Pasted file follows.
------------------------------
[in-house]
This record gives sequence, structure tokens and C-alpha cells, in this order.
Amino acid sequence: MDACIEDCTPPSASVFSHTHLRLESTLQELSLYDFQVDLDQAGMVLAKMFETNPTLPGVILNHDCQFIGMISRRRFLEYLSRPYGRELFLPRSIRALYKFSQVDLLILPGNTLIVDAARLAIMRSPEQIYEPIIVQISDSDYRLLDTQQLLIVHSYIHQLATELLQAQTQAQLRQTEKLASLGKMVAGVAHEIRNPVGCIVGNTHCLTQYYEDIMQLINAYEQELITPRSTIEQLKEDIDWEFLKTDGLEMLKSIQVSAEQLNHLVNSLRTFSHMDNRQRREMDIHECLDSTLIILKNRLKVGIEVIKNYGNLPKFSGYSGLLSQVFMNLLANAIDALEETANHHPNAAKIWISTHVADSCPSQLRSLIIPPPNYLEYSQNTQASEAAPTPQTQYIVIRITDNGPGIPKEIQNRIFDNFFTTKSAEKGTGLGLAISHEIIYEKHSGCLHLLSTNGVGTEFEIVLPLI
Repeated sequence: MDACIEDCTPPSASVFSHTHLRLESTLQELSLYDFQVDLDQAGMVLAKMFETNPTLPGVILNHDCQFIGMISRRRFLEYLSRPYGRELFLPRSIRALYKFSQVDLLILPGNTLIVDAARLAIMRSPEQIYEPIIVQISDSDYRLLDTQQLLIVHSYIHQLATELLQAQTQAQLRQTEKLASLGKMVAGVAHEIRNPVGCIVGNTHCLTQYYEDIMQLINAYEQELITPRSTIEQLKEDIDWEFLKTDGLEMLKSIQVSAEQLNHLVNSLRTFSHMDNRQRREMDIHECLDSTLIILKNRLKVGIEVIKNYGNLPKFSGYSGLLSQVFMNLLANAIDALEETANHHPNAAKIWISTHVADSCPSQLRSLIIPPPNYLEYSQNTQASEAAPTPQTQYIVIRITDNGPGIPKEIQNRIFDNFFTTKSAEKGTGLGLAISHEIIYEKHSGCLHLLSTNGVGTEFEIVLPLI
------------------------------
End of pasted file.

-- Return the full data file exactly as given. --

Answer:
[in-house]
This record gives sequence, structure tokens and C-alpha cells, in this order.
Amino acid sequence: MDACIEDCTPPSASVFSHTHLRLESTLQELSLYDFQVDLDQAGMVLAKMFETNPTLPGVILNHDCQFIGMISRRRFLEYLSRPYGRELFLPRSIRALYKFSQVDLLILPGNTLIVDAARLAIMRSPEQIYEPIIVQISDSDYRLLDTQQLLIVHSYIHQLATELLQAQTQAQLRQTEKLASLGKMVAGVAHEIRNPVGCIVGNTHCLTQYYEDIMQLINAYEQELITPRSTIEQLKEDIDWEFLKTDGLEMLKSIQVSAEQLNHLVNSLRTFSHMDNRQRREMDIHECLDSTLIILKNRLKVGIEVIKNYGNLPKFSGYSGLLSQVFMNLLANAIDALEETANHHPNAAKIWISTHVADSCPSQLRSLIIPPPNYLEYSQNTQASEAAPTPQTQYIVIRITDNGPGIPKEIQNRIFDNFFTTKSAEKGTGLGLAISHEIIYEKHSGCLHLLSTNGVGTEFEIVLPLI
Repeated sequence: MDACIEDCTPPSASVFSHTHLRLESTLQELSLYDFQVDLDQAGMVLAKMFETNPTLPGVILNHDCQFIGMISRRRFLEYLSRPYGRELFLPRSIRALYKFSQVDLLILPGNTLIVDAARLAIMRSPEQIYEPIIVQISDSDYRLLDTQQLLIVHSYIHQLATELLQAQTQAQLRQTEKLASLGKMVAGVAHEIRNPVGCIVGNTHCLTQYYEDIMQLINAYEQELITPRSTIEQLKEDIDWEFLKTDGLEMLKSIQVSAEQLNHLVNSLRTFSHMDNRQRREMDIHECLDSTLIILKNRLKVGIEVIKNYGNLPKFSGYSGLLSQVFMNLLANAIDALEETANHHPNAAKIWISTHVADSCPSQLRSLIIPPPNYLEYSQNTQASEAAPTPQTQYIVIRITDNGPGIPKEIQNRIFDNFFTTKSAEKGTGLGLAISHEIIYEKHSGCLHLLSTNGVGTEFEIVLPLI